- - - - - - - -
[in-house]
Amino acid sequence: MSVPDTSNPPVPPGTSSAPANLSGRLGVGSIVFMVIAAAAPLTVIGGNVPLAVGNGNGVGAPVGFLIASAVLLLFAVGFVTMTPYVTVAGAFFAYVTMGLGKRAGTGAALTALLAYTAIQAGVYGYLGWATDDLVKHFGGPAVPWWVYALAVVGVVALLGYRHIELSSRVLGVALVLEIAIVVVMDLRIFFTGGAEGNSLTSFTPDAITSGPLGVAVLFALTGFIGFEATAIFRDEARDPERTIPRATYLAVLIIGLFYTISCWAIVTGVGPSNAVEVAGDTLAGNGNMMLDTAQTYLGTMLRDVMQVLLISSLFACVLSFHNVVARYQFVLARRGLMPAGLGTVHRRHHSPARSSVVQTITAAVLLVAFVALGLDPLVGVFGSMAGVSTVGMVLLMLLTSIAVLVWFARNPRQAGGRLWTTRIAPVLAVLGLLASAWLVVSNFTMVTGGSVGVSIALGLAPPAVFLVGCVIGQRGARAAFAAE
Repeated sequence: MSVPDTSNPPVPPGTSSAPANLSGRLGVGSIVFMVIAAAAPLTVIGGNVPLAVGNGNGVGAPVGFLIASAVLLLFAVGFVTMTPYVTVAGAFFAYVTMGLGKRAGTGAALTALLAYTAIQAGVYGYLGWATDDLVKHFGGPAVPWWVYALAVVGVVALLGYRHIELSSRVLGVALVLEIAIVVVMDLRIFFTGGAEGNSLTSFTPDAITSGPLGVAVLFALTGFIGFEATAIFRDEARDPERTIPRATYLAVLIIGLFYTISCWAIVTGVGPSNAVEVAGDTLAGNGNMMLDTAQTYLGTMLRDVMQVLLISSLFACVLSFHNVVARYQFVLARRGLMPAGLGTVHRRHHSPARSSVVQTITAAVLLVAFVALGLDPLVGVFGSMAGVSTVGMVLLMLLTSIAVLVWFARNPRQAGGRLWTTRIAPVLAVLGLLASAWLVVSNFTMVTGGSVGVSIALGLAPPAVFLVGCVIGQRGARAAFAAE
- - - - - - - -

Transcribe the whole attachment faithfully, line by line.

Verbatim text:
[in-house]
Amino acid sequence: MSVPDTSNPPVPPGTSSAPANLSGRLGVGSIVFMVIAAAAPLTVIGGNVPLAVGNGNGVGAPVGFLIASAVLLLFAVGFVTMTPYVTVAGAFFAYVTMGLGKRAGTGAALTALLAYTAIQAGVYGYLGWATDDLVKHFGGPAVPWWVYALAVVGVVALLGYRHIELSSRVLGVALVLEIAIVVVMDLRIFFTGGAEGNSLTSFTPDAITSGPLGVAVLFALTGFIGFEATAIFRDEARDPERTIPRATYLAVLIIGLFYTISCWAIVTGVGPSNAVEVAGDTLAGNGNMMLDTAQTYLGTMLRDVMQVLLISSLFACVLSFHNVVARYQFVLARRGLMPAGLGTVHRRHHSPARSSVVQTITAAVLLVAFVALGLDPLVGVFGSMAGVSTVGMVLLMLLTSIAVLVWFARNPRQAGGRLWTTRIAPVLAVLGLLASAWLVVSNFTMVTGGSVGVSIALGLAPPAVFLVGCVIGQRGARAAFAAE
Repeated sequence: MSVPDTSNPPVPPGTSSAPANLSGRLGVGSIVFMVIAAAAPLTVIGGNVPLAVGNGNGVGAPVGFLIASAVLLLFAVGFVTMTPYVTVAGAFFAYVTMGLGKRAGTGAALTALLAYTAIQAGVYGYLGWATDDLVKHFGGPAVPWWVYALAVVGVVALLGYRHIELSSRVLGVALVLEIAIVVVMDLRIFFTGGAEGNSLTSFTPDAITSGPLGVAVLFALTGFIGFEATAIFRDEARDPERTIPRATYLAVLIIGLFYTISCWAIVTGVGPSNAVEVAGDTLAGNGNMMLDTAQTYLGTMLRDVMQVLLISSLFACVLSFHNVVARYQFVLARRGLMPAGLGTVHRRHHSPARSSVVQTITAAVLLVAFVALGLDPLVGVFGSMAGVSTVGMVLLMLLTSIAVLVWFARNPRQAGGRLWTTRIAPVLAVLGLLASAWLVVSNFTMVTGGSVGVSIALGLAPPAVFLVGCVIGQRGARAAFAAE